As the UK prepares to ban the live export of animals, the debate over the practice is also gaining traction in the EU, although the bloc is unlikely to follow suit any time soon, according to MEP Tilly Metz.
The UK’s environment secretary, George Eustice, unveiled plans to ban the export of live animals for slaughter and fattening from England and Wales earlier this month, which would make them the first in Europe to end this practice.
This is something the Department for Environment, Food and Rural Affairs (DEFRA) said was part of a renewed push to strengthen Britain’s position as a world leader on animal welfare, positioning the plan to diverge from the EU stance on the matter as a Brexit success story.
However, live exports are set to continue in Northern Ireland which “will continue to follow EU legislation on animal welfare in transport for as long as the Northern Ireland protocol is in place”, according to DEFRA. Poultry exports will also be exempt from the new rules.
The Northern Ireland protocol was set out in the withdrawal agreement London signed with the EU before leaving the bloc at the end of 2019 and was designed to avoid the return of a hard border on the island of Ireland.
The news comes on the back of increasing debate over the transport of live animals both within the EU and to third countries, which has taken on renewed importance in light of the coronavirus pandemic.
Each year, a billion poultry birds and tens of millions of other farm animals are transported within and outside of the EU to be bred from, fattened or slaughtered.
Similar move ‘far off’
Reacting to the news of the UK plans, Metz, chair of the European Parliament’s newly formed Inquiry Committee on the Protection of Animals during Transport (ANIT), told EURACTIV that she was “positively surprised”.
She said she would be “curious what effects this decision will have on the UK’s food system,” and how the system would be re-localised to work on reducing a surplus in farmed animals.
However, a similar ban in the EU seems to be “quite far off in the future” she said, because the decision to limit the export of live animals lies with member states, or in some cases, regions.
“It is however encouraging that more and more bans are popping up across Europe. The necessity of shipping live animals halfway across the planet is thus increasingly questioned and alternatives, such as meat-and-carcass transport, are slowly becoming more popular,” Metz said.
Speaking at a recent Protection of Animals during Transport (ANIT) Committee meeting, EU Agriculture Commissioner Janusz Wojciechowski voiced his support for a significant reduction in the transport of live animals but fell short of calling for an outright ban.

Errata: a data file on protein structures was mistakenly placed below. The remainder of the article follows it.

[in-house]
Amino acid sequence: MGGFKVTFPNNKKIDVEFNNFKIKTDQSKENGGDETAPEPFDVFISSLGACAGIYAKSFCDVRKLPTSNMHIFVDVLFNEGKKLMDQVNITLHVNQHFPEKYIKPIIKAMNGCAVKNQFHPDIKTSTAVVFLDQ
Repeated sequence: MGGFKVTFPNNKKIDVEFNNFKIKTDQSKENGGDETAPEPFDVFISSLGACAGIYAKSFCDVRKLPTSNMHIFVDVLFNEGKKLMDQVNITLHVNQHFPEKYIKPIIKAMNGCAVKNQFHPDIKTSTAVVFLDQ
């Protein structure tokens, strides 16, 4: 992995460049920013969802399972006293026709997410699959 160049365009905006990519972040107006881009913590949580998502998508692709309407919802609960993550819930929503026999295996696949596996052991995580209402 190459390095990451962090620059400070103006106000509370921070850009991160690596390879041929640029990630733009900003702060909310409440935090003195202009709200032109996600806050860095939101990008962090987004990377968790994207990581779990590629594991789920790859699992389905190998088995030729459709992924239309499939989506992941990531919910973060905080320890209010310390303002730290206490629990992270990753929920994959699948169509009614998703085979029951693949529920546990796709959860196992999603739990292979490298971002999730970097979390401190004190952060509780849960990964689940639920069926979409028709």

Despite noting considerable improvements across member states in this area, he highlighted that in long journeys there continues to be “dramatic, unacceptable situations completely out of kilter with the EU system of values with the basic principles that the animals are sentient beings and must be treated accordingly”.
Calling the issue “close to his heart,” Wojciechowski added he will “spare no efforts” to ensure that the proposed animal welfare label, currently under discussion, reflects all the stages of the food chain, including the treatment of animals during transport.
He said there are a number of instruments he will look to mobilise in the Common Agricultural Policy (CAP) to achieve this, including in a proposed eco-scheme for animal protection.
However, industry and farming stakeholders warn that the issue is complex.
“Generally speaking, we believe that the existing regulations about animal transport should be upheld; the practice should not be judged on some examples of bad practice spread by NGOs when strict rules exist and are applied in the vast majority of cases,” the European Livestock Voice (ELV) told EURACTIV.
They impressed the importance of transporting live animals within the EU for a number of reasons, including for religious reasons in the production of Halal and Kosher meat, and because some countries are more advanced in terms of selective performant breeding.
This view was shared by Karsten Maier, secretary-general of the European livestock and meat trades union (UECBV), who added that decision-makers must be wary of making rash political decisions about such a complex issue.
“Because of market pressure, the sector has become highly specialised over decades. This is not something that can be changed overnight,” he warned, adding that the livestock industry is vastly more complex than others as it involves living beings.
He also warned of the consequences of the UK’s decision, highlighting that the UK is dependent on the imports of breeding animals to sustain their livestock sector.
“This could have a huge effect on UK production,” he warned.
[Edited by Zoran Radosavljevic]